Giants worried Freddy Sanchez won’t be ready for opener

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Freddy Sanchez said throughout the offseason that he was optimistic about recovering from June shoulder surgery in time for Opening Day, but like so many “optimistic” updates from teams and players recently that’s now looking like wishful thinking.

Sanchez missed the final three-plus months of last season and has yet to play second base this spring, leading manager Bruce Bochy to admit yesterday that his odds of being in the Opening Day lineup aren’t good.

“We’re down to two weeks here and he hasn’t gotten out there yet,” Bochy told Alex Pavlovic of the San Jose Mercury News. “We’re still optimistic that we will get him out there, but each day that goes by the possibility grows a little bit that he’s not going to be ready.”

“We’re still optimistic” has become the official spring training injury mantra across baseball.

Emmanuel Burriss, Ryan Theriot, and Mike Fontenot are options to replace Sanchez at second base. Sanchez has missed half of the Giants’ games since they acquired him from the Pirates in mid-2009, yet general manager Brian Sabean extended his contract twice during that time.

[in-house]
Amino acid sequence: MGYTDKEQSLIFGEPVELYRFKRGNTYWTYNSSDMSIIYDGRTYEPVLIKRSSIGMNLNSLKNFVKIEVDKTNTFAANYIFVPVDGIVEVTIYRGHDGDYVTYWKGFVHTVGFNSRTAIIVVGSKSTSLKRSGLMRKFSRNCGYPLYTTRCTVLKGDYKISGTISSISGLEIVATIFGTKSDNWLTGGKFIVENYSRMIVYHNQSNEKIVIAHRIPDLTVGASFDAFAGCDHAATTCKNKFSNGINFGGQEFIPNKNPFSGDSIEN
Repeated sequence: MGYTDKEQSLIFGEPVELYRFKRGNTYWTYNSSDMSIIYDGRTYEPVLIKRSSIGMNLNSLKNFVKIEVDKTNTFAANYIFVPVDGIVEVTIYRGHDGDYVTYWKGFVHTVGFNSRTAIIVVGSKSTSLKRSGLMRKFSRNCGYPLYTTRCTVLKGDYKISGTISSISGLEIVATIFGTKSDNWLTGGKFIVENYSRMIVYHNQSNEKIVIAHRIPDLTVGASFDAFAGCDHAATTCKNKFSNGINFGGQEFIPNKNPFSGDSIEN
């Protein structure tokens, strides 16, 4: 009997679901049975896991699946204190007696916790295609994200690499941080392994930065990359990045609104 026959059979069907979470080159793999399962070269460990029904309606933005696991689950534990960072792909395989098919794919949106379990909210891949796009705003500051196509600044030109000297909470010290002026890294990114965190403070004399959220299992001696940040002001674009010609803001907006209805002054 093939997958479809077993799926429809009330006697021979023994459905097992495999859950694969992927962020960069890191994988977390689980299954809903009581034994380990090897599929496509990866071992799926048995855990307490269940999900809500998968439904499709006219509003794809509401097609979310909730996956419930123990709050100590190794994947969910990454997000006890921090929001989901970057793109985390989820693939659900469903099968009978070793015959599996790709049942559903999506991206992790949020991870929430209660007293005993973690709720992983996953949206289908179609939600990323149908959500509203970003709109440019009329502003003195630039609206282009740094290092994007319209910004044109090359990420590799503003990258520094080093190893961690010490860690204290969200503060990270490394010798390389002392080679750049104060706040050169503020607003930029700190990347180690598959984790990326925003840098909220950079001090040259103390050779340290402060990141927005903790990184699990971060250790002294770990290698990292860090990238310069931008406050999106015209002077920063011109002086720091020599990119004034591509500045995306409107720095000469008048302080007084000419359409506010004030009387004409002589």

Matt Carpenter hit a standup bunt double

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The wave of defensive shifts we’ve seen over the past few years has led to a lot of armchair hitting coaches demanding that players bunt to beat it. This is easier said than done, however.

The shift happens because certain hitters tend to pull the ball. Certain hitters tend to pull the ball because pulling the ball is what happens when one gets a strong, quick swing on a pitch one identifies early and which one endeavors to send as far away from home plate as possible. Which is to say that pulling is a skill that is good to have and which is strongly selected for among hitters.

In light of that, “why not just bunt to beat the shift” takes are kind of lazy. Bunting is hard! And it is not a thing guys who get shifted a lot are good at. Most of the time asking a player to do a thing he is not well-equipped to do is a bad idea. Indeed, a hitter voluntarily going away from his strength is something the defense would much prefer.

Most of the time anyway.

Last night Matt Carpenter made those armchair hitting coaches happy by laying down a bunt to beat the shift. And he laid it down so well that he ended up with a standup double:

One batter later Carpenter scored on a Starlin Castro error.

The shift giveth and the shift taketh away.